This paper argues that director interlocks, a phenomenon in which directors sit on more than one corporate board, ought to be an object of expanded discussion in corporate governance research and practice. Thus far, interlocks have attracted little attention from legal scholars, and when interlocks have received attention from regulators, it is usually negative. A growing body of evidence points to interlocks as having a significant role in governance propagation and evolution. Core governance practices, including ones that are closely monitored by professionals, propagate via interlocks. Interlocks are not purely channels for spreading information; they have a significant impact even in an informationally rich environment. Both bad and good governance practices propagate via interlocks, and overall board connectivity is associated with higher returns. Interlocks help explain similarities and variations in corporate governance. Drawing strong normative conclusions in light of the state of the literature would be premature. Instead, we summarize the literature on interlocks and governance, analyze how and why interlocks could matter for governance, and suggest that, at the very least, recognizing interlocks as facilitating the diffusion of governance, and highly connected firms as potentially influential in setting governance practices, is important.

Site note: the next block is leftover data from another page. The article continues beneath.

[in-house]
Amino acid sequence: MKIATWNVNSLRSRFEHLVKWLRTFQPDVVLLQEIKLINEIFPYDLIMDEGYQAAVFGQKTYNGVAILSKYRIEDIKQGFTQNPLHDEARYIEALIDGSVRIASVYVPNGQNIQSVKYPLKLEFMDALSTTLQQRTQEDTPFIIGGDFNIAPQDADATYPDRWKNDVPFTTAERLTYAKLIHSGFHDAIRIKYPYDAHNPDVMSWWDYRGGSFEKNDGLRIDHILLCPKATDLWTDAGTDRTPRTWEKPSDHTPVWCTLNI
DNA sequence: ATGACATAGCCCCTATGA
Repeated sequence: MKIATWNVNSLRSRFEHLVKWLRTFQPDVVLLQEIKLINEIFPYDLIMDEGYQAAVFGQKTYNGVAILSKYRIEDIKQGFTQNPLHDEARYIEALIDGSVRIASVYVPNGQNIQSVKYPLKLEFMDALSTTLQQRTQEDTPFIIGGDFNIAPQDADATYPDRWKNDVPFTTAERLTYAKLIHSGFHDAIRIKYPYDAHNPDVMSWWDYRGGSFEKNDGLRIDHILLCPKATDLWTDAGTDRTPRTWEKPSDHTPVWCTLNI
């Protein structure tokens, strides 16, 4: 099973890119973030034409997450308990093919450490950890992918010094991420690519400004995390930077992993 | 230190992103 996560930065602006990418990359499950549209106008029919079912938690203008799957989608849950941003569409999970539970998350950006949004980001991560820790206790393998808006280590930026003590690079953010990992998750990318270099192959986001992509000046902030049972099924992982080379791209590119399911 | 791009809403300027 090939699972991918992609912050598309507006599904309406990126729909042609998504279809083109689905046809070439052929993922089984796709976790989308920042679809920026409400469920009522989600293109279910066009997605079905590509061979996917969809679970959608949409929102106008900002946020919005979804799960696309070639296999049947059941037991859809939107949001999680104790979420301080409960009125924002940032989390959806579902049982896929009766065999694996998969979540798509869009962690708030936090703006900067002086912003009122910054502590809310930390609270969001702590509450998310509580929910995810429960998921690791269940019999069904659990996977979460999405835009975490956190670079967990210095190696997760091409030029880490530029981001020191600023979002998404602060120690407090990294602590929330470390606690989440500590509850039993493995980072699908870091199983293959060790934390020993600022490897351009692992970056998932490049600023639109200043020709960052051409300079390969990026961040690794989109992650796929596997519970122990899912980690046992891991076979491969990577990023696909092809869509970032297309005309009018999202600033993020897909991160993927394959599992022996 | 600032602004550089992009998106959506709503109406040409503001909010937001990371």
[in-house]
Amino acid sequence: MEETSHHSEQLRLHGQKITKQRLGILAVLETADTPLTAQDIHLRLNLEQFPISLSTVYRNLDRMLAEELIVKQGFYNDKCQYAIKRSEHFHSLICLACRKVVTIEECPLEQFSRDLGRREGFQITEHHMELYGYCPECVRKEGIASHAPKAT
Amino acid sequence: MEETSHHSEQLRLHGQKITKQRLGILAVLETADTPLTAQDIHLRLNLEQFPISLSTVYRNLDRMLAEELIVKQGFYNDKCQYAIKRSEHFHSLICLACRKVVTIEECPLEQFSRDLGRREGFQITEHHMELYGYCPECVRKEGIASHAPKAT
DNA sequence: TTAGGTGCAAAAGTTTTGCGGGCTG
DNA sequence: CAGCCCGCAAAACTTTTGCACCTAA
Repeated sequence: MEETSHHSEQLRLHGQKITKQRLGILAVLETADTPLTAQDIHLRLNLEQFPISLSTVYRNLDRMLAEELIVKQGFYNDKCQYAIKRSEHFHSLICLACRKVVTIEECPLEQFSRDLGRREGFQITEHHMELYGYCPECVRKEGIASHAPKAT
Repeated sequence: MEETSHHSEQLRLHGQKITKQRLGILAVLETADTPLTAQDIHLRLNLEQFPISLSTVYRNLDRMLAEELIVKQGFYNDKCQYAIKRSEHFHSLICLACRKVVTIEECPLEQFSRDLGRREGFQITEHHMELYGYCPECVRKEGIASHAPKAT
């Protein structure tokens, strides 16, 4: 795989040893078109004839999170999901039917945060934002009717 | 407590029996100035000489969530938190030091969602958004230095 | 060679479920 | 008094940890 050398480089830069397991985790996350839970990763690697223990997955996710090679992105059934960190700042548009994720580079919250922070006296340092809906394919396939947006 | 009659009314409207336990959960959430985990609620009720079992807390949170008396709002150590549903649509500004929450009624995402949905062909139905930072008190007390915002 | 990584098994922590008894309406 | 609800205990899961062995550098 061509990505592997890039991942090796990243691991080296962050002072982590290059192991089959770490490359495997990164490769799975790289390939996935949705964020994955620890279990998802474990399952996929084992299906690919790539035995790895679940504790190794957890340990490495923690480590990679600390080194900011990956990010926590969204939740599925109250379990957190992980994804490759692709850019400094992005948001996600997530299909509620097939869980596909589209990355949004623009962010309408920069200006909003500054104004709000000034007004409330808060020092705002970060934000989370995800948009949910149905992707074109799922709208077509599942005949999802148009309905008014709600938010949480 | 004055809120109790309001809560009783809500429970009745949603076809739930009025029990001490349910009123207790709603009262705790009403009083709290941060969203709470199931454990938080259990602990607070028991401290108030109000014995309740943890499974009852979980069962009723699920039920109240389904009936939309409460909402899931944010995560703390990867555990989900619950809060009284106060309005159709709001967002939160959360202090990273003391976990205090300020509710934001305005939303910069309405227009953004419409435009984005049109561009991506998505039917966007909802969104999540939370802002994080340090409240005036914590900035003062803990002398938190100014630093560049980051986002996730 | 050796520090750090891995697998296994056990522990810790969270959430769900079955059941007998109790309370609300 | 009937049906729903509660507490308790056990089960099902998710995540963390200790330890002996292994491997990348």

Michal Barzuza & Quinn Curtis, Board Interlocks and Corporate Governance, 39 Delaware Journal of Corporate Law, 669–701 (2015).